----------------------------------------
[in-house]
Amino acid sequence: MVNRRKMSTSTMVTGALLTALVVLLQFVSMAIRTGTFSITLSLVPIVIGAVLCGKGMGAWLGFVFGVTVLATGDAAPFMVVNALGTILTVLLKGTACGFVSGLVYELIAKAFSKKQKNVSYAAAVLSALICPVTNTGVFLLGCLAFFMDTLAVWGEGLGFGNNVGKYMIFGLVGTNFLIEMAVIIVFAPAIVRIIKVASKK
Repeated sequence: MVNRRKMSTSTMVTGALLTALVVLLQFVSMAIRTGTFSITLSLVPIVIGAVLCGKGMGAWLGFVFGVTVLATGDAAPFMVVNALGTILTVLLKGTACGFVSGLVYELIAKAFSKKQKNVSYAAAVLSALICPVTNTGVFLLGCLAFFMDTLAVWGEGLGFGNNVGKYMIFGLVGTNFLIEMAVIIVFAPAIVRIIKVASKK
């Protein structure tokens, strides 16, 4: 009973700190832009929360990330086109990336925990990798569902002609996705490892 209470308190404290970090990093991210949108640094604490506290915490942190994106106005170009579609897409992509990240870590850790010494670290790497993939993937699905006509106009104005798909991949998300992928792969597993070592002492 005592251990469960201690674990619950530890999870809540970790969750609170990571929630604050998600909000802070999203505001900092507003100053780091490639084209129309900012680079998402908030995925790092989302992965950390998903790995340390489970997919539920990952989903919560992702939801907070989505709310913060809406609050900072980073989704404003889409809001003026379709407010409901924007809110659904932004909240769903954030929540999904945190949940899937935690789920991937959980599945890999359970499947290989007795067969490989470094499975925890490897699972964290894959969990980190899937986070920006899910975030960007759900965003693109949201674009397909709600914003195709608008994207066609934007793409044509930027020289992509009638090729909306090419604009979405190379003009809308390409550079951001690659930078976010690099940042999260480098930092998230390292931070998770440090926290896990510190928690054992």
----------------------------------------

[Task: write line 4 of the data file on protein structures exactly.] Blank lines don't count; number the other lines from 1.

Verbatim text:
């Protein structure tokens, strides 16, 4: 009973700190832009929360990330086109990336925990990798569902002609996705490892 209470308190404290970090990093991210949108640094604490506290915490942190994106106005170009579609897409992509990240870590850790010494670290790497993939993937699905006509106009104005798909991949998300992928792969597993070592002492 005592251990469960201690674990619950530890999870809540970790969750609170990571929630604050998600909000802070999203505001900092507003100053780091490639084209129309900012680079998402908030995925790092989302992965950390998903790995340390489970997919539920990952989903919560992702939801907070989505709310913060809406609050900072980073989704404003889409809001003026379709407010409901924007809110659904932004909240769903954030929540999904945190949940899937935690789920991937959980599945890999359970499947290989007795067969490989470094499975925890490897699972964290894959969990980190899937986070920006899910975030960007759900965003693109949201674009397909709600914003195709608008994207066609934007793409044509930027020289992509009638090729909306090419604009979405190379003009809308390409550079951001690659930078976010690099940042999260480098930092998230390292931070998770440090926290896990510190928690054992």